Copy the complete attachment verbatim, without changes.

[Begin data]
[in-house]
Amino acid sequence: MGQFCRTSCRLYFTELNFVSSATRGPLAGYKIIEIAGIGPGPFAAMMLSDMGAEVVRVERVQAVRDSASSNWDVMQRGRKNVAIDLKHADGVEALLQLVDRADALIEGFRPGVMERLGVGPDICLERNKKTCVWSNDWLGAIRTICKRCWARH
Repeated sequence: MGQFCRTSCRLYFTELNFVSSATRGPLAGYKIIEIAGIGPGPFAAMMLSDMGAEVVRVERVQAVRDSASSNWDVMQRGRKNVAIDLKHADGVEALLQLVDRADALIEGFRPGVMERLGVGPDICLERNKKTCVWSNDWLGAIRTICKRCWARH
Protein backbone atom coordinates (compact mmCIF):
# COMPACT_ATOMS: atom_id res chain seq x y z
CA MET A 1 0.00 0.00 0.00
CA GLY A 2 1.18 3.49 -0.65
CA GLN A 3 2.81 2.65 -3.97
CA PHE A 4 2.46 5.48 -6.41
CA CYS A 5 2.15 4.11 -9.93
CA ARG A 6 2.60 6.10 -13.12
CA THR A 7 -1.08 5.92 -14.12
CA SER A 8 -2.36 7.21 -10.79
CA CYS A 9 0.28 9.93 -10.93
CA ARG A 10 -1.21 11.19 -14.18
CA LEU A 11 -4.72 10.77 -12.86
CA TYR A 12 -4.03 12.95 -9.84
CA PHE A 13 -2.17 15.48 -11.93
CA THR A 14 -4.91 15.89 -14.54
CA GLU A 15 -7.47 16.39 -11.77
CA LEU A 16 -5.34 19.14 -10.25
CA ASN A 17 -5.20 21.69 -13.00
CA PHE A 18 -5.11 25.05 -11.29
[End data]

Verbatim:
[in-house]
Amino acid sequence: MGQFCRTSCRLYFTELNFVSSATRGPLAGYKIIEIAGIGPGPFAAMMLSDMGAEVVRVERVQAVRDSASSNWDVMQRGRKNVAIDLKHADGVEALLQLVDRADALIEGFRPGVMERLGVGPDICLERNKKTCVWSNDWLGAIRTICKRCWARH
Repeated sequence: MGQFCRTSCRLYFTELNFVSSATRGPLAGYKIIEIAGIGPGPFAAMMLSDMGAEVVRVERVQAVRDSASSNWDVMQRGRKNVAIDLKHADGVEALLQLVDRADALIEGFRPGVMERLGVGPDICLERNKKTCVWSNDWLGAIRTICKRCWARH
Protein backbone atom coordinates (compact mmCIF):
# COMPACT_ATOMS: atom_id res chain seq x y z
CA MET A 1 0.00 0.00 0.00
CA GLY A 2 1.18 3.49 -0.65
CA GLN A 3 2.81 2.65 -3.97
CA PHE A 4 2.46 5.48 -6.41
CA CYS A 5 2.15 4.11 -9.93
CA ARG A 6 2.60 6.10 -13.12
CA THR A 7 -1.08 5.92 -14.12
CA SER A 8 -2.36 7.21 -10.79
CA CYS A 9 0.28 9.93 -10.93
CA ARG A 10 -1.21 11.19 -14.18
CA LEU A 11 -4.72 10.77 -12.86
CA TYR A 12 -4.03 12.95 -9.84
CA PHE A 13 -2.17 15.48 -11.93
CA THR A 14 -4.91 15.89 -14.54
CA GLU A 15 -7.47 16.39 -11.77
CA LEU A 16 -5.34 19.14 -10.25
CA ASN A 17 -5.20 21.69 -13.00
CA PHE A 18 -5.11 25.05 -11.29